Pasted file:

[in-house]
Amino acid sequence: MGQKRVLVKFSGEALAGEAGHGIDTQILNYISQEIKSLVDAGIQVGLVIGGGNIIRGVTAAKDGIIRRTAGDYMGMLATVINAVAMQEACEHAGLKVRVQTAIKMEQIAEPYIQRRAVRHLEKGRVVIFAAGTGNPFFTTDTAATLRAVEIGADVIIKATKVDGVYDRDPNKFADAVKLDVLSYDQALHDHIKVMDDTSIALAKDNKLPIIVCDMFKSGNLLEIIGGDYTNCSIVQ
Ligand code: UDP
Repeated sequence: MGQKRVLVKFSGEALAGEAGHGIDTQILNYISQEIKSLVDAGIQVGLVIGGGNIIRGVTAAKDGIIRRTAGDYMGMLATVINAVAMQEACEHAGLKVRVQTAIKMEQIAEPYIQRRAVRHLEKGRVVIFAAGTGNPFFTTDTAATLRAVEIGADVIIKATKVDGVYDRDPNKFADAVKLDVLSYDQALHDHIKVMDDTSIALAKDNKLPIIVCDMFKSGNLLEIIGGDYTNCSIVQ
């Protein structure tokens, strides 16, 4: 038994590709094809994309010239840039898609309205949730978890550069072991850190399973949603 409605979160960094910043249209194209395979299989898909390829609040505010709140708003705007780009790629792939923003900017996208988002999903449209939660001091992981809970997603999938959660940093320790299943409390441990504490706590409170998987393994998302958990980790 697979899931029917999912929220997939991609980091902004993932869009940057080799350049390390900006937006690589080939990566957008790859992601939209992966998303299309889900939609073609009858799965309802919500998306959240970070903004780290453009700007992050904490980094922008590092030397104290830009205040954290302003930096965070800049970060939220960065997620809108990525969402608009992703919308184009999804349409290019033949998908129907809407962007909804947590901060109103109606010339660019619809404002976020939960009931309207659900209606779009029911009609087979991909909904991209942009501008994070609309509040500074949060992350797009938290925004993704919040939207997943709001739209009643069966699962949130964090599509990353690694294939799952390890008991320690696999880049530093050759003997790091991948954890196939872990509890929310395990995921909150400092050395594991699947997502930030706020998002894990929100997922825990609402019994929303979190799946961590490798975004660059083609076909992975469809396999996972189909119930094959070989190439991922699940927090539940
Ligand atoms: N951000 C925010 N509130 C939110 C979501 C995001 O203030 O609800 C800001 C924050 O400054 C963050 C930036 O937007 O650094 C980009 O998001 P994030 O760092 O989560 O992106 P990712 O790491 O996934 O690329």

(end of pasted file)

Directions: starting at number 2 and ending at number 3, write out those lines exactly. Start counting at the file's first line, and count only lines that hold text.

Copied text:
Amino acid sequence: MGQKRVLVKFSGEALAGEAGHGIDTQILNYISQEIKSLVDAGIQVGLVIGGGNIIRGVTAAKDGIIRRTAGDYMGMLATVINAVAMQEACEHAGLKVRVQTAIKMEQIAEPYIQRRAVRHLEKGRVVIFAAGTGNPFFTTDTAATLRAVEIGADVIIKATKVDGVYDRDPNKFADAVKLDVLSYDQALHDHIKVMDDTSIALAKDNKLPIIVCDMFKSGNLLEIIGGDYTNCSIVQ
Ligand code: UDP